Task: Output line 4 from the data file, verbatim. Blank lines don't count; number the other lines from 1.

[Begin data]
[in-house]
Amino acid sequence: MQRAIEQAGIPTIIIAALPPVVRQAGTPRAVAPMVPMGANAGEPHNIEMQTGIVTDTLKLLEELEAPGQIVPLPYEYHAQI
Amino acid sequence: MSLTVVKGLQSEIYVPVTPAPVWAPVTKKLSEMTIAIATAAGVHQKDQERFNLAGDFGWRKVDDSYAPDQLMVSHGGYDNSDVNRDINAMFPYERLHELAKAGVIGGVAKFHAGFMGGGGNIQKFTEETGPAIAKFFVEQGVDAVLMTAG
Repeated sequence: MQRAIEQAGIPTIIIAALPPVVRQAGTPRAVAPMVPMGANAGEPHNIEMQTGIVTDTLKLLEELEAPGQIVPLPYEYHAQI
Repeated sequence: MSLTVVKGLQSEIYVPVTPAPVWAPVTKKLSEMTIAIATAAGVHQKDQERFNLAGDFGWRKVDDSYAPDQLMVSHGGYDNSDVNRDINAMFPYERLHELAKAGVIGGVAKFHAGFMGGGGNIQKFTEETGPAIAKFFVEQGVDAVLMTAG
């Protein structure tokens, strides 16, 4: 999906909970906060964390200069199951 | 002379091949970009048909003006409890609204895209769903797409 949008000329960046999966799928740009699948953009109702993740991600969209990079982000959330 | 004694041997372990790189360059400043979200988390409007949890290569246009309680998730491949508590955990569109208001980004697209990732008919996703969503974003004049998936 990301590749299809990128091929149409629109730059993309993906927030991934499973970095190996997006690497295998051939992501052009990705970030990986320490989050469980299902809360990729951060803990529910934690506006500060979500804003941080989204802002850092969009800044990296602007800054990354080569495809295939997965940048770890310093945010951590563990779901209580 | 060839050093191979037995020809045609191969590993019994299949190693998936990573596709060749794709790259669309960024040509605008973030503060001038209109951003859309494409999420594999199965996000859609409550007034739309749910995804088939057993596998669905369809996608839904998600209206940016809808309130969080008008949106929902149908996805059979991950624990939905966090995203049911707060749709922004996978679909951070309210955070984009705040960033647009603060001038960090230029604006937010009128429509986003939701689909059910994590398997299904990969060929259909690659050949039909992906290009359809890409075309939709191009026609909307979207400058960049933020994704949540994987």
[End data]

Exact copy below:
Repeated sequence: MQRAIEQAGIPTIIIAALPPVVRQAGTPRAVAPMVPMGANAGEPHNIEMQTGIVTDTLKLLEELEAPGQIVPLPYEYHAQI